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Scores of hospitals’ shift levels fall below minimum
ALMOST 60 staff shifts in the county’s hospitals were below the “minimum safe” level in March, new figures have revealed.
Oxford University Hospitals NHS Trust must now publish their staffing figures every two months.
They show how for March, 58 shifts went to the “escalation” level, meaning staff had to be drafted in from elsewhere.
This was out of 5,947 total shifts, of which about two thirds were at the agreed staffing level.
Staffing numbers are decided by the hospital, ward-by-ward, depending on what staff are needed.
Health bosses have given assurances that they are doing all they can to combat the less than one per cent below “minimum safe” levels.
The trust’s acting chief nurse Liz Wright told the Oxford Mail that ‘minimum safe’ means “there is an increase in activity or short notice sickness but that actions are taken locally to support needs of patients”.
She added: “Should a ward area be identified as having levels below this then the process of ‘escalation’ s means that the matron or divisional nurse will act to move staff around from outside the ward and/or take other actions to support the team.”
And local nursing representatives have said they appreciate work being done to increase recruitment.
Royal College of Nursing officer for Bucks & Oxon, Victoria Couling, said: “We are always concerned about the issue of nursing shortages.
“It is very important that the hospital needs to be staffed to safe levels with permanent staff.
“We are aware that the trust has invested a significant amount of money to increase nursing levels, with Oxfordshire being an expensive recruitment area.
“We have regular meetings with the hospital and we agree this is an important issue.”
Children’s services shifts made up 10 of the below “minimum safe” level, but the trust said seven midwifes had been offered a post and are due to start in September.
A total of 40 of all shifts across the trust had “surplus” staff and about two thirds – 4,257 shifts – were at the full agreed level over the month.
Some 1,690 were classed as the “minimum safe” level, and 58 were the level below “minimum safe”.
These “escalation” shifts meant action had to be taken to fill gaps – but bosses said not all were filled.
The trust would not say how many shifts were not covered when asked by the Oxford Mail, but its report said it took steps to “ensure patient safety”, such as changing workloads, admitting emergencies to other wards and bringing in other ward staff.
It said: “By adopting such measures a safe clinical environment for patients was maintained in all cases.”
The report said escalation shifts “occurred largely due to short notice sickness and/or inability to fill with temporary staff.” It said this was “in spite of a suite of options being considered as part of the process” and, for example, extra staff in other wards being brought in.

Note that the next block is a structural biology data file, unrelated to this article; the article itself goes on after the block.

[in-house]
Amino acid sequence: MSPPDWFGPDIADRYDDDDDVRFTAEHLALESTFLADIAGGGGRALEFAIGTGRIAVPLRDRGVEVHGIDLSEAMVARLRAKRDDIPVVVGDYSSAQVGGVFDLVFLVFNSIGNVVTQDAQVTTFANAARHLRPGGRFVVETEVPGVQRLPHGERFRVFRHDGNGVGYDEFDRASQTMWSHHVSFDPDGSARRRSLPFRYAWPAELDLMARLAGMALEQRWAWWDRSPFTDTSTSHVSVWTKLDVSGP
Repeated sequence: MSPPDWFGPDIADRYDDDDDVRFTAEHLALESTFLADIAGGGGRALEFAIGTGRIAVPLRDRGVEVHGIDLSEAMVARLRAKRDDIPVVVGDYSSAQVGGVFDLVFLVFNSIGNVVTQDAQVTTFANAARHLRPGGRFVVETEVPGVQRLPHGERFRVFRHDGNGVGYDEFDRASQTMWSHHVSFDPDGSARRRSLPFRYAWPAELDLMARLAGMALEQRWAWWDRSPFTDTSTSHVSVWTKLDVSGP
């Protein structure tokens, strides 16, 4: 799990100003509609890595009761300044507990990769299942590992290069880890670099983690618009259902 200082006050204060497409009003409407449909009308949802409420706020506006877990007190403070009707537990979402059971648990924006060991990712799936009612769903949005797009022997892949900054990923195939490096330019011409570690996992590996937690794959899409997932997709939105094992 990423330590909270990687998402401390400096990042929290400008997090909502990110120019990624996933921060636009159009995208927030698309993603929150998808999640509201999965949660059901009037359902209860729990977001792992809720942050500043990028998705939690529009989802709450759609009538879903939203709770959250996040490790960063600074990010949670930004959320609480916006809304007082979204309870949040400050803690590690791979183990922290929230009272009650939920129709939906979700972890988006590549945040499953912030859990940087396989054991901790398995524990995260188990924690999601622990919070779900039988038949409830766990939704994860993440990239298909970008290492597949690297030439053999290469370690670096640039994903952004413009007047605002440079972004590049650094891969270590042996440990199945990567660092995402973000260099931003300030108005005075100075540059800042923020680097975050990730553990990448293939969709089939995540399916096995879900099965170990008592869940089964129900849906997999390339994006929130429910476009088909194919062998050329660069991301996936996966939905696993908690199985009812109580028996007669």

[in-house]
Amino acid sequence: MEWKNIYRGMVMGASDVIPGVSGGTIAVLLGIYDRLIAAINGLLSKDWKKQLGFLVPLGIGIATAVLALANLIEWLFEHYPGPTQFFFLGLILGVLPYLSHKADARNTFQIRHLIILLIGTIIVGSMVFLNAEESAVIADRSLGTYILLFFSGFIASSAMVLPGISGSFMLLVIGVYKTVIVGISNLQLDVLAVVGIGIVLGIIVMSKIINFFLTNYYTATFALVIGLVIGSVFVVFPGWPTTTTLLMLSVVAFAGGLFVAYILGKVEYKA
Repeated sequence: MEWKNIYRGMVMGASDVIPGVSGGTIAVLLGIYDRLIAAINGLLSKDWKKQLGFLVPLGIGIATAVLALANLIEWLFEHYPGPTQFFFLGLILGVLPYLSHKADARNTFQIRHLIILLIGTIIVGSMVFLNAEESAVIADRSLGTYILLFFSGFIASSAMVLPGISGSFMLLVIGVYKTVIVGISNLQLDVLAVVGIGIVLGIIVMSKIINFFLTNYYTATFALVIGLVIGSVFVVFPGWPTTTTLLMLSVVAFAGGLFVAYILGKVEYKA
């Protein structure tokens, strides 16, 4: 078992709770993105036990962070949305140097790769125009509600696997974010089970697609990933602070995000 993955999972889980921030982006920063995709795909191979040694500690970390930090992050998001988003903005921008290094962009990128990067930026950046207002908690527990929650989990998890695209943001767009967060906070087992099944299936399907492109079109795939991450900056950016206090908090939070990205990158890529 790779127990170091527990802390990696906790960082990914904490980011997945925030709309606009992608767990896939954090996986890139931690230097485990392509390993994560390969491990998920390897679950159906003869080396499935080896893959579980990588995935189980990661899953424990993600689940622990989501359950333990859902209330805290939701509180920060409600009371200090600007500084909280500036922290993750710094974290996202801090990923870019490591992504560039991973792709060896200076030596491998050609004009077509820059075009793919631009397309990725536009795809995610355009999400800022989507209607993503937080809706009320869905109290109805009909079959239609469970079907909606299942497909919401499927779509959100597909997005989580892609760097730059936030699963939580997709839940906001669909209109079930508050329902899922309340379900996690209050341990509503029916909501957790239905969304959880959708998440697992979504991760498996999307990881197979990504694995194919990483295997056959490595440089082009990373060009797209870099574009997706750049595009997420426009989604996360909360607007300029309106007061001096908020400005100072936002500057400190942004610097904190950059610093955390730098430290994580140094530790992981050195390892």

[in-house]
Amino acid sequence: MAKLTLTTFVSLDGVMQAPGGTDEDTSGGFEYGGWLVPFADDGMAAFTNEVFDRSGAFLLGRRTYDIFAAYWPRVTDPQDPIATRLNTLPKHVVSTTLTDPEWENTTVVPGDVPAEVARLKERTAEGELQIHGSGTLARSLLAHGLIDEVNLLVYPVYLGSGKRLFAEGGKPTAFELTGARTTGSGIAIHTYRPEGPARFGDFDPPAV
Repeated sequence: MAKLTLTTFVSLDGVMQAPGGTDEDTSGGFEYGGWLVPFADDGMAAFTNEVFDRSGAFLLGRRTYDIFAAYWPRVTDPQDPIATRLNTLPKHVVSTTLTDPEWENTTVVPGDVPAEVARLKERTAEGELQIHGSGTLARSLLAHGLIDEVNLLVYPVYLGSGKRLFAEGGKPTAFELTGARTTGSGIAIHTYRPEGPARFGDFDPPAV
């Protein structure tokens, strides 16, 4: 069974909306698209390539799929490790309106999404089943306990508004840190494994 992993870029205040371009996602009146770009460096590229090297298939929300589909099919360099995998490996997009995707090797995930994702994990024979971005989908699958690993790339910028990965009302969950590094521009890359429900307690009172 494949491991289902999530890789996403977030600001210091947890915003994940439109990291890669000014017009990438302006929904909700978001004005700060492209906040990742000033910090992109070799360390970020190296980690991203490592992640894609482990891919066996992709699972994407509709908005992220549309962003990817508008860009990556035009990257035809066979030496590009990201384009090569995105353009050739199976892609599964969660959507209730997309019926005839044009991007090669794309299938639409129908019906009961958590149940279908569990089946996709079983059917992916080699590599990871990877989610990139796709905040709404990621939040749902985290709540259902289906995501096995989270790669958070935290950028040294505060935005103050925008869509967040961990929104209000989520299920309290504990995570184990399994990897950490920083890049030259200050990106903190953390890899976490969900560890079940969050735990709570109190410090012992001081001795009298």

The trust said: “It was not always possible to fill all escalation shifts.”
Chairman of official watchdog Healthwatch, Larry Sanders said: “We want good care for the people of Oxfordshire and that requires adequate staffing and therefore this lack of full staffing is very serious.”
Andrew Smith MP
Oxford East Labour MP Andrew Smith said: “It is vital for patient safety that staffing levels provide proper cover and gaps are filled.”
The figures come after inspectors last week raised concerns about staff shortages at Oxford’s John Radcliffe Hospital.
Concerns made in the Care Quality Commission (CQC) inspection included a “lack of sufficient numbers” in surgery, maternity and operating theatres.
The problems are despite a trust-wide increase in full-time roles from 9,102 to 9,590 in 2013/14.
Trust chief executive Sir Jonathan Michael told last Wednesday’s trust board the figures are “testament to good staffing management”.
He said: “I wouldn’t wish members of the board to be concerned that [minimum safe] equals anything other than safe staffing levels.”
The figures were published under instructions from NHS England and the CQC, which last week rated the trust good under its Hard Truths scheme, which demanded public figures between April and June.
The CQC reported the trust said Oxford’s high cost of living and lack of hospital parking and its cost led to recruitment difficulties.
It saw delays in patients being discharged from intensive care to surgery and this “put pressure on staff” to discharge them.
Staff also reported “high levels of stress and low morale due to workload” and operating theatre lists cancelled about once a week due to shortages.
Neurosurgery doctors told inspectors “sometimes the medical staffing levels felt unsafe” with one junior doctor looking after 74 patients out of hours.
But the trust said its spreadsheet-based recording system is “fragile” and “open to user error” and needs to be replaced by a more “robust” system.
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